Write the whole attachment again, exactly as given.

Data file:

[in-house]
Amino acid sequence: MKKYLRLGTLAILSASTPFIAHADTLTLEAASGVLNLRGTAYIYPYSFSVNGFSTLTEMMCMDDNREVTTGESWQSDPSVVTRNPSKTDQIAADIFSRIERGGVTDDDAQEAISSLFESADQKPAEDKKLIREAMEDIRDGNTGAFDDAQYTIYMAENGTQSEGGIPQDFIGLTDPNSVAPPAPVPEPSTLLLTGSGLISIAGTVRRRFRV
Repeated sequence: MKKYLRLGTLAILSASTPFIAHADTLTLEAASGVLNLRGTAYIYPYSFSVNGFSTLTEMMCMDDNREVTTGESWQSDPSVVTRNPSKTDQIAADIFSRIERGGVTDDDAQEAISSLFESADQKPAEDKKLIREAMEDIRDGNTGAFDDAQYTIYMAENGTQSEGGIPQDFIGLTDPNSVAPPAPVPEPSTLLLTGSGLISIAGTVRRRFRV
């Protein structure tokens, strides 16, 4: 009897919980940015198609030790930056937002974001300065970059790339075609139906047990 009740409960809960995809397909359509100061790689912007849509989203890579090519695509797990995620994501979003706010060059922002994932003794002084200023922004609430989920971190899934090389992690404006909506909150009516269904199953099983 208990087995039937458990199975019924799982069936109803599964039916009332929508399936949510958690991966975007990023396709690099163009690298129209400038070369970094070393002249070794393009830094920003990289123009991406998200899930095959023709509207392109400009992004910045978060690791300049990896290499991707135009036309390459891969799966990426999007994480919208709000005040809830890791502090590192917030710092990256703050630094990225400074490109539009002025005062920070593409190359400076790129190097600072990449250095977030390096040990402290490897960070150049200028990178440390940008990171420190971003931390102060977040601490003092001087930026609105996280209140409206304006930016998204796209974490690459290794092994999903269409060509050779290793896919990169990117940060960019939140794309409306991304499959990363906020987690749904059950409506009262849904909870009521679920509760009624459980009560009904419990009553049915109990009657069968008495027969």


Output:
[in-house]
Amino acid sequence: MKKYLRLGTLAILSASTPFIAHADTLTLEAASGVLNLRGTAYIYPYSFSVNGFSTLTEMMCMDDNREVTTGESWQSDPSVVTRNPSKTDQIAADIFSRIERGGVTDDDAQEAISSLFESADQKPAEDKKLIREAMEDIRDGNTGAFDDAQYTIYMAENGTQSEGGIPQDFIGLTDPNSVAPPAPVPEPSTLLLTGSGLISIAGTVRRRFRV
Repeated sequence: MKKYLRLGTLAILSASTPFIAHADTLTLEAASGVLNLRGTAYIYPYSFSVNGFSTLTEMMCMDDNREVTTGESWQSDPSVVTRNPSKTDQIAADIFSRIERGGVTDDDAQEAISSLFESADQKPAEDKKLIREAMEDIRDGNTGAFDDAQYTIYMAENGTQSEGGIPQDFIGLTDPNSVAPPAPVPEPSTLLLTGSGLISIAGTVRRRFRV
């Protein structure tokens, strides 16, 4: 009897919980940015198609030790930056937002974001300065970059790339075609139906047990 009740409960809960995809397909359509100061790689912007849509989203890579090519695509797990995620994501979003706010060059922002994932003794002084200023922004609430989920971190899934090389992690404006909506909150009516269904199953099983 208990087995039937458990199975019924799982069936109803599964039916009332929508399936949510958690991966975007990023396709690099163009690298129209400038070369970094070393002249070794393009830094920003990289123009991406998200899930095959023709509207392109400009992004910045978060690791300049990896290499991707135009036309390459891969799966990426999007994480919208709000005040809830890791502090590192917030710092990256703050630094990225400074490109539009002025005062920070593409190359400076790129190097600072990449250095977030390096040990402290490897960070150049200028990178440390940008990171420190971003931390102060977040601490003092001087930026609105996280209140409206304006930016998204796209974490690459290794092994999903269409060509050779290793896919990169990117940060960019939140794309409306991304499959990363906020987690749904059950409506009262849904909870009521679920509760009624459980009560009904419990009553049915109990009657069968008495027969």